Many of the aye-aye's adaptations, especially its chisel-like front teeth and probelike middle finger, enable it to gain access to structurally defended food resources that are unavailable to most of the vertebrates in Madagascar (Table 1).
The only long-term study of wild aye-ayes to date was undertaken from 1989 to 1991 on the island of Nosy Mangabe, located off the northeastern coast of Madagascar. This study found the aye-aye's diet to consist of items from three main food types: seeds, fungi, and larvae (Sterling, 1994a). Aye-ayes spent over 90% of their feeding time on only four foods: Canarium (Burseraceae) seeds, larvae, cankers from the Intsia bijuga cambial layer, and nectar (Figure 3). In the wild, aye-ayes have also been seen to consume seeds of other fruits such as the palm Orania trispatha and the tropical almond, Terminalia catappa; adult ants;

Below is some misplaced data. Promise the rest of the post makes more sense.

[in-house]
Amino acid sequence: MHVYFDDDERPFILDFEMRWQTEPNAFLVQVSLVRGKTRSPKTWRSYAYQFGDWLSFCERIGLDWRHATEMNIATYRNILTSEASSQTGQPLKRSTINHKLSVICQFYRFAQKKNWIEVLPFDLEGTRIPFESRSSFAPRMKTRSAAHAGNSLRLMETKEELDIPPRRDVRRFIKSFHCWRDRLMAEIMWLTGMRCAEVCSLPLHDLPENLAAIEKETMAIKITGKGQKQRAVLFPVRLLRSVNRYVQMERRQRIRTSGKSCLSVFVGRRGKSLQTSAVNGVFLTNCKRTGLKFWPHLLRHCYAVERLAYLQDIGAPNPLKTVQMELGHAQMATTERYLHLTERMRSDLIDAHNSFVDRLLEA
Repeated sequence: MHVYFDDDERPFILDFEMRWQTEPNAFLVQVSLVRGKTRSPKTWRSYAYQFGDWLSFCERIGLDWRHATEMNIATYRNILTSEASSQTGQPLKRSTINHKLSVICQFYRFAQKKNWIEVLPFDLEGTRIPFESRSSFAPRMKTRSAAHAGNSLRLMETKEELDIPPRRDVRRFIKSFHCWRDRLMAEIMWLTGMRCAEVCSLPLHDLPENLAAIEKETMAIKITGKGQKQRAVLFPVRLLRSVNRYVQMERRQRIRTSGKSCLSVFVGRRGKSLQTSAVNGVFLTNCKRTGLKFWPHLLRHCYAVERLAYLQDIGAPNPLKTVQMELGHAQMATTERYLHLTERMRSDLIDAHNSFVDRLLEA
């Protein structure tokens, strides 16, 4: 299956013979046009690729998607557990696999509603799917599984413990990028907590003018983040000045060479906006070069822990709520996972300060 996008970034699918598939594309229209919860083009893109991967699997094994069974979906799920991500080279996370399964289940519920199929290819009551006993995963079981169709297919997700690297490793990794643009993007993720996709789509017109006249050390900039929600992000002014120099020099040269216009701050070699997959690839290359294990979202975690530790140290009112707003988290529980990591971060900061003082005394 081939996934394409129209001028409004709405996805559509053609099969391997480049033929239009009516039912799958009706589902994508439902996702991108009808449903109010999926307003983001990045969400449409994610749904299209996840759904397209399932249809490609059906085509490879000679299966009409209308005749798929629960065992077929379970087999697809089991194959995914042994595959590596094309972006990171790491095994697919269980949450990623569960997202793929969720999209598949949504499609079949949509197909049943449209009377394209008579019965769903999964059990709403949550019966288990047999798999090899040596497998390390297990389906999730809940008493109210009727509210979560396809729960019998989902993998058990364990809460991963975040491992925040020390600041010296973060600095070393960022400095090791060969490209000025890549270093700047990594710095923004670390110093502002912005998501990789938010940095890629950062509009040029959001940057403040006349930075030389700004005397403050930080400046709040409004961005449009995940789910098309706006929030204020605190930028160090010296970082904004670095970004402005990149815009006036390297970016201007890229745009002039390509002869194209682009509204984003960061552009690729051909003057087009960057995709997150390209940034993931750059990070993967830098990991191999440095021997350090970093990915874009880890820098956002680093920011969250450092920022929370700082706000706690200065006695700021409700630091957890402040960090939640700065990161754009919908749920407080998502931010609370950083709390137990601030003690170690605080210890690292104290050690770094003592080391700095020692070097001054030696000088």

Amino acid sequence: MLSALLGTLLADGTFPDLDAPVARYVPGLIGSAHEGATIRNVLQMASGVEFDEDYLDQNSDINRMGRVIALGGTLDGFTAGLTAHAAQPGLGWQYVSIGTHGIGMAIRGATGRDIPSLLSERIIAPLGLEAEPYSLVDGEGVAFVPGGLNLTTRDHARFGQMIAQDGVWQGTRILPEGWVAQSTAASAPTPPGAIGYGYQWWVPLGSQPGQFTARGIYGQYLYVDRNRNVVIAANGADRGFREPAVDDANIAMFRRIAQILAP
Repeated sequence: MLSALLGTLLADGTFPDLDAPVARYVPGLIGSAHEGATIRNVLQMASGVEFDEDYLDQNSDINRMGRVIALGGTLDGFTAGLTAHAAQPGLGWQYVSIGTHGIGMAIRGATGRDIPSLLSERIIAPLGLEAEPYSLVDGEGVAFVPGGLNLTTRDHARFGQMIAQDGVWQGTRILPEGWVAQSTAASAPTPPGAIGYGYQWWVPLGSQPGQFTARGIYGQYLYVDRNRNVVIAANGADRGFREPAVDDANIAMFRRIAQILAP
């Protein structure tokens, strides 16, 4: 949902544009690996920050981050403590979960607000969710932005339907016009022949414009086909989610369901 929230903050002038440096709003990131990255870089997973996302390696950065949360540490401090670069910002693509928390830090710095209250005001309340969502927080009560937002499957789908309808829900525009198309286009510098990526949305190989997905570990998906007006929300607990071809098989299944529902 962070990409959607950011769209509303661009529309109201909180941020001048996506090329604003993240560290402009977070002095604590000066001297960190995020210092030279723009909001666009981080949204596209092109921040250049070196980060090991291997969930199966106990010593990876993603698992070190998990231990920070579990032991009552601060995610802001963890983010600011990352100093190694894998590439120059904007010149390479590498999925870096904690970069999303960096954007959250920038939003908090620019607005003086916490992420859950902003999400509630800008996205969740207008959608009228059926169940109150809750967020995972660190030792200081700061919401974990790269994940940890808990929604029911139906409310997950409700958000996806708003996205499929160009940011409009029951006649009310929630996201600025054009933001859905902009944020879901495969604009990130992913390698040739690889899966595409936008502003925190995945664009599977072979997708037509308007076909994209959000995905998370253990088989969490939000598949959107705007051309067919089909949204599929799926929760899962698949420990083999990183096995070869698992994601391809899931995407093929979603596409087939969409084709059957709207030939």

Table 1. Use of morphological characters for food acquisition by aye-ayes for different food resources (Sterling, 1994a). Used with permission from S. Karger AG, Basel.
Superior incisors are set mid-endocarp and inferior incisors gnaw into endocarp Superior incisors serve as point of leverage as the inferior teeth scrape the growth
Pries off cambium on surface of tree or liana or gnaws into seed
Scrapes fungus off stem of inflorescence
Inserts finger into flower and brings nectar to mouth with rapid back-and-forth movements Inserts finger in channel and retrieves larva Raises ant with middle finger and flicks it into open mouth a spongy fungus growing on the stems of Macaranga cuspidate and various cultivated crops, including coconuts, litchis, and mangos.
Two species of Canarium grow on Nosy Mangabe, one found at the island's higher elevations, from 250 m to 331 m above sea level, and the other found
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